Room With A Choo
Wednesday, September 28, 2005
Usually you look for a motel well away from any train tracks. And if you can't find one, at least you ask for a room as far from the rails as possible. Well, not here. At this Pennsylvania motel for and by railroad fanatics, a location 50 yards from the main line is a point of pride, and a trackside room is an upgrade.
At the Station Inn bed-and-breakfast in the Allegheny mountain town of Cresson, Pa., the rails are alive with the sound of music -- to the ears of trainiacs, anyway, who flock to the ramshackle building where trains seldom stop. Here they have developed porch-sitting into a fine art of train-watching, complete with straight-from-the-dispatcher scanner soundtrack.
To all but the most avid rail fans, Cresson is almost beyond comprehension. An average of 70 trains rumble through each day, all clearly visible from the lengthy front porch of the Station Inn. Most are freights, some so long they take 15 minutes to come and go. Only a few are passenger trains, and they are barely noticed.
Perhaps only a rail fan (or a patient spouse) could truly love the Station Inn, with its single beds in austere rooms -- no air conditioning, TV or phones. Not to mention the loud rumbling of the freight trains.
I married into a family of this particular tribe. My late father-in-law seldom traveled unless there was a trolley or train museum to be seen, or a ride to be had. My brother-in-law is modeling the B&O Railroad -- from his home in San Diego. For a while, each of my three sons went through a model railroading phase, and we've done our share of excursion train traveling on family trips. I understand the lure . . . I think.
|Guests at the Station Inn in Cresson, Pa. -- through which about 70 trains pass each day -- watch from the inn's porch.(Gary M. Baranec - For The Washington Post)|
Cresson, where the Pennsylvania Railroad used to employ hundreds of workers, still has a small engine terminal and maintenance yard. Thus trains often stop to decouple their "helper engines" that have aided their ascent up the mountain, a subject of some porch talk.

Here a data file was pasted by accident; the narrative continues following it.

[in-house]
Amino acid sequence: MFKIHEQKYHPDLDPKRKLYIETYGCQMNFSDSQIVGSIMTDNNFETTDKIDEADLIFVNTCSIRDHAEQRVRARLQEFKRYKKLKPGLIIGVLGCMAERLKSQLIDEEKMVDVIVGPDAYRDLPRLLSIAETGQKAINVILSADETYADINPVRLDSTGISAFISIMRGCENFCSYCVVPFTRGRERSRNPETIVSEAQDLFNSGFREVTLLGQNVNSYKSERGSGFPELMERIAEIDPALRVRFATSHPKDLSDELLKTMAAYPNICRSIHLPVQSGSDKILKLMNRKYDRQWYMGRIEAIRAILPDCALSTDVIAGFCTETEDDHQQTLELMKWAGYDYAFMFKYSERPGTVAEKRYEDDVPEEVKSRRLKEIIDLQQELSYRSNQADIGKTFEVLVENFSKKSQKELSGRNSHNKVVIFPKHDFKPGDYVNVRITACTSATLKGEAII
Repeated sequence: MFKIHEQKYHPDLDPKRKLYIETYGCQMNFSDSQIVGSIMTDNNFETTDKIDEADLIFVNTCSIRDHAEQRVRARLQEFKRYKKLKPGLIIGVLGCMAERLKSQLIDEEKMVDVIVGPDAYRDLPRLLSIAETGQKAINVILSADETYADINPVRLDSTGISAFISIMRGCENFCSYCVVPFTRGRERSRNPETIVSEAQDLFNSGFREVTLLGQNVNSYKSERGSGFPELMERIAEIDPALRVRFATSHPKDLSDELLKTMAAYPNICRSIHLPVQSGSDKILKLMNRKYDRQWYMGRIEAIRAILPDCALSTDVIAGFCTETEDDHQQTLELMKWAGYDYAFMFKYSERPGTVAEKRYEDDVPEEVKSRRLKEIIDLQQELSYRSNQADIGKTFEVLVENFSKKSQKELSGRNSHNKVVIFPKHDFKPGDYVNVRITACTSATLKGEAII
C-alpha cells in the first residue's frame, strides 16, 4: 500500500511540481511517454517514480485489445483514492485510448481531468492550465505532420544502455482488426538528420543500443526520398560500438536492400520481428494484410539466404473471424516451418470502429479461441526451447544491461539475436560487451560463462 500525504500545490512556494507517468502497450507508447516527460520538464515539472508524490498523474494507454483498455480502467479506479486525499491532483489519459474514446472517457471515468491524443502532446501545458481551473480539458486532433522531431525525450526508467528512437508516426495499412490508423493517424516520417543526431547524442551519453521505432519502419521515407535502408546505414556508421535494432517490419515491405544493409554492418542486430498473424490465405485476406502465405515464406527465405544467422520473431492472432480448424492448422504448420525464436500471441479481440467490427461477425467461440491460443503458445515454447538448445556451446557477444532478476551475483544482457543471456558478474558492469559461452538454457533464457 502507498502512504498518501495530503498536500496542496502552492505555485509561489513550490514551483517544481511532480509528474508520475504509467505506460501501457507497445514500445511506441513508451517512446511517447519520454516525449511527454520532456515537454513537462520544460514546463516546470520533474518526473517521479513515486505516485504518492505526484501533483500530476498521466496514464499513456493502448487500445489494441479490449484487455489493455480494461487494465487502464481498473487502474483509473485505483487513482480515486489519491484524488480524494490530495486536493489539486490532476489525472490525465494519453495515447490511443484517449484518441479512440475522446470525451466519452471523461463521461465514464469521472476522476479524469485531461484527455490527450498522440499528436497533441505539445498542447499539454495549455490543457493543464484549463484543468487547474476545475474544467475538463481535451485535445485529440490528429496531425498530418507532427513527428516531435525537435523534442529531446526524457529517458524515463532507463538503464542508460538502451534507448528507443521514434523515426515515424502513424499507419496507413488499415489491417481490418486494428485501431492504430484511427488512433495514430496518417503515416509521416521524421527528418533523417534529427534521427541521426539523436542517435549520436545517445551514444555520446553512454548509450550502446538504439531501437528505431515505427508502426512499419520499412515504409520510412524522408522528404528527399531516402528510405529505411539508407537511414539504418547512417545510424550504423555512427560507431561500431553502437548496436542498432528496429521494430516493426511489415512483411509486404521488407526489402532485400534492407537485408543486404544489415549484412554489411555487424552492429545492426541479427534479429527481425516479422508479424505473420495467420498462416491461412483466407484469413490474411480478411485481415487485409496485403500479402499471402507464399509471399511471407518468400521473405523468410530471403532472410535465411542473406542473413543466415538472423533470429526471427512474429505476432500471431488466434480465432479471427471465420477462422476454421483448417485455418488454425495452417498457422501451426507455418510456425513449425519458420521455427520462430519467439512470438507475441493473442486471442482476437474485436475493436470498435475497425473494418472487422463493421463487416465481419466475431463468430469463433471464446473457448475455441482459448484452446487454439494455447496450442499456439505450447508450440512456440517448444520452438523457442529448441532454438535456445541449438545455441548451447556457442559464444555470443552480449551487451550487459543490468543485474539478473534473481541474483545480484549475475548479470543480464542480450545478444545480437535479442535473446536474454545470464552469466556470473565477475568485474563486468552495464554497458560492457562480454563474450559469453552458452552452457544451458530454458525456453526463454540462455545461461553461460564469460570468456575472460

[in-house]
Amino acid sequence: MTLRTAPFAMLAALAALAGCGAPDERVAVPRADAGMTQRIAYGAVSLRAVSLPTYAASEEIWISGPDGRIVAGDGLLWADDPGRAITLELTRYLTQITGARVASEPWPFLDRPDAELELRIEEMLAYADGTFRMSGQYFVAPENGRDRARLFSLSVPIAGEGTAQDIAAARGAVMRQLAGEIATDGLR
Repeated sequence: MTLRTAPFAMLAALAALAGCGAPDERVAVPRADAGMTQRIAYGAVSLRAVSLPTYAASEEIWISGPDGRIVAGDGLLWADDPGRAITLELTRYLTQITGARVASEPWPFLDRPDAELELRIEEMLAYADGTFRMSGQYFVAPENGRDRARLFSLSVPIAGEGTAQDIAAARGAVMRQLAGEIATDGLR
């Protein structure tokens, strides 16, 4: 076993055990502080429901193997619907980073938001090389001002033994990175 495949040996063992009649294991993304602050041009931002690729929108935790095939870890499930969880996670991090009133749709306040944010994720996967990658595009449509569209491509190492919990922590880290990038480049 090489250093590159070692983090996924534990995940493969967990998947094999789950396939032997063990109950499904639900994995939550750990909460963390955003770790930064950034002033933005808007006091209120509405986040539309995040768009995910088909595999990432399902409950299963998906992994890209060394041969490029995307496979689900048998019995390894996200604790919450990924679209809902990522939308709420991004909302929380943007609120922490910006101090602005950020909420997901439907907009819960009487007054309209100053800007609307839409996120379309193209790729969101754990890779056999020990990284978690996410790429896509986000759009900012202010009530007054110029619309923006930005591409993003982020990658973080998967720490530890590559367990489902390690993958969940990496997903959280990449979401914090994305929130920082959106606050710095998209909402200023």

At 4 p.m., two freight trains pass each other. These are "all stock," I'm told, meaning container cars and some multilevel auto carriers. A faster Amtrak passenger train whips by shortly before 5. After dinner, Wally Fortier, a retired railroad worker from Vermont, counts 172 cars on one freight train, and his son Mike, a computer consultant, observes approvingly, "That's a lot of trucks that aren't on the highway."
Wally says a westbound freight train passing by is empty. He can tell by the sound. "If they were loaded," he says, "they wouldn't rattle like that."
You learn such train esoterica at the Station Inn, which for the past 11 years has been owned and operated by Tom Davis, a retired New Jersey school administrator and an unabashed train nut.
"We're attuned to rail fans," Davis says. "That's our whole drift." The building was constructed in 1866 as a hotel that Davis has upgraded, modestly, without changing much of its ancient essence.
In my first-floor, track-facing Reading Railroad room -- with curtains of pale green, cream-colored walls and pictures of Reading locomotives on the wall -- are two single beds separated by a night table and light. In one corner is a small desk with a composition notebook containing testimonials to the Station Inn experience. "Trip #7. We come every summer," writes a couple from Wyoming, Ill. "Who needs planes, TV and air when you have the sight, sound and smells of trains."